For those of you old enough to remember, there was a Smith Barney commercial in the 80s featuring the actor John Houseman that said, “We make money the old-fashioned way – we earn it.”

While the 80s were wrong-minded in so many ways (leg-warmers and Steve Guttenberg, anyone?), the times did tout working hard as a means to achieving one’s professional goals.

Flash-forward to the “00s” or “Aughts” or whatever you want to deem the last decade. Of late, we’ve encountered quite a few young souls who thought it was perfectly acceptable to ask for a raise or promotion for personal reasons, not because they had earned it by working hard, taking on more responsibility, exceeding expectations or being a true asset to their company, boss, coworkers or clients. Instead, they believed themselves deserving of more money or recognition at work because they were, for example, facing a rent hike; feeling frustrated or ashamed that friends of the same age had reached a higher rung at work; believing that he/she should receive more than the cost-of-living increase everyone at the company was getting (but giving no concrete explanation as to why they deserved more), and — our favorite — it was embarrassing for his/her parents that their golden child hadn’t yet been promoted.

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It’s not news that workers today feel the need to jump around to get the money, experience or accolades they desire (and feel that they deserve). According to the Bureau of Labor Statistics, the median years a person stays in one job is 4.1 years (2008) and an average person will have to have 7-10 jobs over their careers.

Given that today’s workplace narrative has shifted from a loyalty tale to one where varied experience is king, your resume should be crafted to reflect who you are and where you want to go.  And, perhaps more importantly, when you walk into an interview, knowing how to share your resume story will be crucial to locking in any new opportunity.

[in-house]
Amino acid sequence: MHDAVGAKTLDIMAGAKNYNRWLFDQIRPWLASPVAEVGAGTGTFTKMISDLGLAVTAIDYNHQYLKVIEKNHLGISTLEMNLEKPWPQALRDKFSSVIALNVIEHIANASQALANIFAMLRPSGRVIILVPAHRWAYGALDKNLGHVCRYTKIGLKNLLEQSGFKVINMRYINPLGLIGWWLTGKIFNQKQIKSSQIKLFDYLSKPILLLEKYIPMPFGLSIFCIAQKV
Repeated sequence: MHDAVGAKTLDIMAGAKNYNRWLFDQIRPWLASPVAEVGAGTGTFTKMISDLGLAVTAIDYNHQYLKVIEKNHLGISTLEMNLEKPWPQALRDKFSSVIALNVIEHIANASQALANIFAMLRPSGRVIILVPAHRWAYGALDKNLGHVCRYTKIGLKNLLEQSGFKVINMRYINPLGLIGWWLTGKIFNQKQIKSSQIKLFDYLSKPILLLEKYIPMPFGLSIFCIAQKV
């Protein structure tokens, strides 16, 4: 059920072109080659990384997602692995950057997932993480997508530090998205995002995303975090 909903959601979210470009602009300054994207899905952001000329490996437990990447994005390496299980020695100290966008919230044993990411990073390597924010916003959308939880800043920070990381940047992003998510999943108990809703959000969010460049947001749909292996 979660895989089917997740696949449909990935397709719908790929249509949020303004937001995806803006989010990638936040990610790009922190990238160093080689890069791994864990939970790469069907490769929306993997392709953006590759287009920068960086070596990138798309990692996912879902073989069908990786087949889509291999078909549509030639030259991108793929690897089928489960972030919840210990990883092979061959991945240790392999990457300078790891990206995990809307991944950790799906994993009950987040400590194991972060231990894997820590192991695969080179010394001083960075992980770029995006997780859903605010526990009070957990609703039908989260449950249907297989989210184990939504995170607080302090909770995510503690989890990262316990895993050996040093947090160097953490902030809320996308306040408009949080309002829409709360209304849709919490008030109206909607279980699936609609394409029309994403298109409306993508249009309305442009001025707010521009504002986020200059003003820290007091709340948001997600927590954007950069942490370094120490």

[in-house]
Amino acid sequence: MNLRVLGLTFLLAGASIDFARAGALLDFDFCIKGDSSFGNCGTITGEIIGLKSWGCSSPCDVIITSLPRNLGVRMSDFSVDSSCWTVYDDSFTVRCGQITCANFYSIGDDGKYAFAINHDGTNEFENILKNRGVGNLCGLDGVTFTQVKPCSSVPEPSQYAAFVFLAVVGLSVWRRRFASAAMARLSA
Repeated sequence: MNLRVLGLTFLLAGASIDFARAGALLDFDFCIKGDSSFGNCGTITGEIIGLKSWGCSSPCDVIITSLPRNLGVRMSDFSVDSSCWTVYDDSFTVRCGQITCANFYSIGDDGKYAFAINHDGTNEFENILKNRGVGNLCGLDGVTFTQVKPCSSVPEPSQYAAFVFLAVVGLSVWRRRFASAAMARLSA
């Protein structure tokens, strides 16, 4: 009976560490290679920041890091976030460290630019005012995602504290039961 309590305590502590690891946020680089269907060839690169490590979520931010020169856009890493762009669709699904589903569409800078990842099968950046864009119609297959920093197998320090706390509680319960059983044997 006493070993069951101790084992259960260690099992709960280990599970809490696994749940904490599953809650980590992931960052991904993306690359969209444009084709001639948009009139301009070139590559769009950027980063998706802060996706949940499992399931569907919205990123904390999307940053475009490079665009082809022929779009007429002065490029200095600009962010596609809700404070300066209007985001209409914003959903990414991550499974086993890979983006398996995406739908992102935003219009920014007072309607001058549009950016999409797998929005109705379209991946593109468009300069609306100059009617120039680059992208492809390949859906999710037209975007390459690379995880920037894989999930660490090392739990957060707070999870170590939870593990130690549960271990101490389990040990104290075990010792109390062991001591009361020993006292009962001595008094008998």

Do you flit or sit?

FLIT: If you’re a “Butterfly” (i.e. candidates that have a long list of positions on their resume, each held for only a year or two), it begs the question: If the candidate is hired and the time (and money!) is spent on training, will he/she stick around long enough to make it worthwhile for the company?

SIT: On the flip side, maybe you’re more like a “Beagle” — someone who has been at the same company for years, who has demonstrated loyalty and dedication.   The one watch out: You may be seen as set in your ways or not as tapped into what’s happen in the current marketplace.

Whoever you are, when walking into a job interview, you should be prepared with a strong story about why you did/did not make the jumps:

  • Have you stuck it out at your company for a long time? Talk about qualities like loyalty and commitment and the opportunities that have been offered to you.  Come ready to share stories about your various victories and accolades earned.
  • Do you move around every few years? Focus on sharing the evolution of your experience and what that varied background can add to a potential employer.  Underscore your interest in finding a place to learn and grow for a while.
  • Are there gaps in your work experience?  It’s not unusual in today’s economy to have some gaps.  Maybe there were layoffs or shifts in directions that created the need to separate from your employer.   No worries, just make sure you’re prepared to talk about alternative experience (e.g. volunteering, school, externships) and that you can explain simply/easily why you and the companies in question parted ways.

Tell us, do you relate more to the butterfly or beagle?  What’s the story that you’ll tell to a potential employer about your work experiences?   Share your thoughts with us on Facebook or Twitter (@bestpublicist).